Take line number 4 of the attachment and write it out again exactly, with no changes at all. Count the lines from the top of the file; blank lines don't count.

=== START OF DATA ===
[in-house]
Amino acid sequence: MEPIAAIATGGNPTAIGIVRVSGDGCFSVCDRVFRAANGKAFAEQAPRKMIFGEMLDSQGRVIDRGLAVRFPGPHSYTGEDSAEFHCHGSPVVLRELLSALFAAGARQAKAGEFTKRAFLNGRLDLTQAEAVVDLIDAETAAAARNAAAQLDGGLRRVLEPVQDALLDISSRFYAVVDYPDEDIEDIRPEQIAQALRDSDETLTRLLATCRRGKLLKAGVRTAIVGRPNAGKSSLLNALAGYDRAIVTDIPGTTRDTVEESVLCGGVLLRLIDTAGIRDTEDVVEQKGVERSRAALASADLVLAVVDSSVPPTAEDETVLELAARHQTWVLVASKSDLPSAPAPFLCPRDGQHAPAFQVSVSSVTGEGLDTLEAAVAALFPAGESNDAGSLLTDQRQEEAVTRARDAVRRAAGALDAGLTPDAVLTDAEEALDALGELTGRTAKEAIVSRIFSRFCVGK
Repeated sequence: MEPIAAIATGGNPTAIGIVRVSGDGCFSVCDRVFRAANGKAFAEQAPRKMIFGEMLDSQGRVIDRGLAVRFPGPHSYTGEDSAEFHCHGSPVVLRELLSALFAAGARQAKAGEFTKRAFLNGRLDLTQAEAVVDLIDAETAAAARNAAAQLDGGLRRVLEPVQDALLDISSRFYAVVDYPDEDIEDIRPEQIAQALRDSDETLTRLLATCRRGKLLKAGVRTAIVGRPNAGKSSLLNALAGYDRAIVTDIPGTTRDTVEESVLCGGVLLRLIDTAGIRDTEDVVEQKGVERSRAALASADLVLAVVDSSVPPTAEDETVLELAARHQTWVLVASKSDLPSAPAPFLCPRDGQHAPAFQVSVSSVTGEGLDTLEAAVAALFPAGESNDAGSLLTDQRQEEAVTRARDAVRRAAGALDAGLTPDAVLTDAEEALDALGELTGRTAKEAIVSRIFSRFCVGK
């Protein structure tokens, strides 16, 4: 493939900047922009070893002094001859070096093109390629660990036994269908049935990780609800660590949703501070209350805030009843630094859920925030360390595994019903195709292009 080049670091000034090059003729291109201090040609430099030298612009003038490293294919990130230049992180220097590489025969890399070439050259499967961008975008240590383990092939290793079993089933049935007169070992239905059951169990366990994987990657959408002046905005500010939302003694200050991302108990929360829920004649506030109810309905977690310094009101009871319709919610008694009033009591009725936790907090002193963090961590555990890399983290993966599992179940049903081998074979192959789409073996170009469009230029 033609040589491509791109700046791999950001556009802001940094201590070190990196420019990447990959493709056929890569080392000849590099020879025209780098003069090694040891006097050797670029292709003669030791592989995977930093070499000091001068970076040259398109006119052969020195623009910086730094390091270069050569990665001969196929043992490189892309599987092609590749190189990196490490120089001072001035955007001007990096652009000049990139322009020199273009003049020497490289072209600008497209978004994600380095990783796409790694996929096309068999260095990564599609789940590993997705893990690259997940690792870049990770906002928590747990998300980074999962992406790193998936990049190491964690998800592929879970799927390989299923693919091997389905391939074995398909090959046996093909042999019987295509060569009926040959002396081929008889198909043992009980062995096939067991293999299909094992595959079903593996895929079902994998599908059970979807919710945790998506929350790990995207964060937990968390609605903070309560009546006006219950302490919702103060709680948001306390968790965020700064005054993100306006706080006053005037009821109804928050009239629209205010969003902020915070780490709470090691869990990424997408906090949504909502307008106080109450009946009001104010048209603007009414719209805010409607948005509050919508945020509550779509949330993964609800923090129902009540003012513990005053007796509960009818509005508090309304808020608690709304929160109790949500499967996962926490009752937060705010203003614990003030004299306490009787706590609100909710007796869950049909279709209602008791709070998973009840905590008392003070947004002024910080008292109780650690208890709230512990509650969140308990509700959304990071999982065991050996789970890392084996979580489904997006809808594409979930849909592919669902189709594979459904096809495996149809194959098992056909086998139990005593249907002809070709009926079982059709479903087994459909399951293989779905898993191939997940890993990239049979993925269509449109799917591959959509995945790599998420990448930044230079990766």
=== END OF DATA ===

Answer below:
């Protein structure tokens, strides 16, 4: 493939900047922009070893002094001859070096093109390629660990036994269908049935990780609800660590949703501070209350805030009843630094859920925030360390595994019903195709292009 080049670091000034090059003729291109201090040609430099030298612009003038490293294919990130230049992180220097590489025969890399070439050259499967961008975008240590383990092939290793079993089933049935007169070992239905059951169990366990994987990657959408002046905005500010939302003694200050991302108990929360829920004649506030109810309905977690310094009101009871319709919610008694009033009591009725936790907090002193963090961590555990890399983290993966599992179940049903081998074979192959789409073996170009469009230029 033609040589491509791109700046791999950001556009802001940094201590070190990196420019990447990959493709056929890569080392000849590099020879025209780098003069090694040891006097050797670029292709003669030791592989995977930093070499000091001068970076040259398109006119052969020195623009910086730094390091270069050569990665001969196929043992490189892309599987092609590749190189990196490490120089001072001035955007001007990096652009000049990139322009020199273009003049020497490289072209600008497209978004994600380095990783796409790694996929096309068999260095990564599609789940590993997705893990690259997940690792870049990770906002928590747990998300980074999962992406790193998936990049190491964690998800592929879970799927390989299923693919091997389905391939074995398909090959046996093909042999019987295509060569009926040959002396081929008889198909043992009980062995096939067991293999299909094992595959079903593996895929079902994998599908059970979807919710945790998506929350790990995207964060937990968390609605903070309560009546006006219950302490919702103060709680948001306390968790965020700064005054993100306006706080006053005037009821109804928050009239629209205010969003902020915070780490709470090691869990990424997408906090949504909502307008106080109450009946009001104010048209603007009414719209805010409607948005509050919508945020509550779509949330993964609800923090129902009540003012513990005053007796509960009818509005508090309304808020608690709304929160109790949500499967996962926490009752937060705010203003614990003030004299306490009787706590609100909710007796869950049909279709209602008791709070998973009840905590008392003070947004002024910080008292109780650690208890709230512990509650969140308990509700959304990071999982065991050996789970890392084996979580489904997006809808594409979930849909592919669902189709594979459904096809495996149809194959098992056909086998139990005593249907002809070709009926079982059709479903087994459909399951293989779905898993191939997940890993990239049979993925269509449109799917591959959509995945790599998420990448930044230079990766």